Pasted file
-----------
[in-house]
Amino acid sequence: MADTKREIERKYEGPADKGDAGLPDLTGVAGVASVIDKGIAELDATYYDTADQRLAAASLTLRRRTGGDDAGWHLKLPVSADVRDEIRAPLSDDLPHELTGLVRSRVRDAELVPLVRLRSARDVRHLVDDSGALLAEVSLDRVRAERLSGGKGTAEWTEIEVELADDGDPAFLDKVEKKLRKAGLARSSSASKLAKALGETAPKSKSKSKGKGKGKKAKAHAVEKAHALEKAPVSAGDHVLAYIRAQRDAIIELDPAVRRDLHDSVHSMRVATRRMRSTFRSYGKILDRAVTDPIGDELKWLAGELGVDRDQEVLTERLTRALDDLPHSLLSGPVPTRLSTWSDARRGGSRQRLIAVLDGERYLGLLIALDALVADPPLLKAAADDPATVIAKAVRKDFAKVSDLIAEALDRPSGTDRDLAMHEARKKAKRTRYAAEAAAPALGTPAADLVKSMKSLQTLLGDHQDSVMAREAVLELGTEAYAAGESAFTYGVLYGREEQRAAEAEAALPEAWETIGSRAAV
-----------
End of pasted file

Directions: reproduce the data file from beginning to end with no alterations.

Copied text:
[in-house]
Amino acid sequence: MADTKREIERKYEGPADKGDAGLPDLTGVAGVASVIDKGIAELDATYYDTADQRLAAASLTLRRRTGGDDAGWHLKLPVSADVRDEIRAPLSDDLPHELTGLVRSRVRDAELVPLVRLRSARDVRHLVDDSGALLAEVSLDRVRAERLSGGKGTAEWTEIEVELADDGDPAFLDKVEKKLRKAGLARSSSASKLAKALGETAPKSKSKSKGKGKGKKAKAHAVEKAHALEKAPVSAGDHVLAYIRAQRDAIIELDPAVRRDLHDSVHSMRVATRRMRSTFRSYGKILDRAVTDPIGDELKWLAGELGVDRDQEVLTERLTRALDDLPHSLLSGPVPTRLSTWSDARRGGSRQRLIAVLDGERYLGLLIALDALVADPPLLKAAADDPATVIAKAVRKDFAKVSDLIAEALDRPSGTDRDLAMHEARKKAKRTRYAAEAAAPALGTPAADLVKSMKSLQTLLGDHQDSVMAREAVLELGTEAYAAGESAFTYGVLYGREEQRAAEAEAALPEAWETIGSRAAV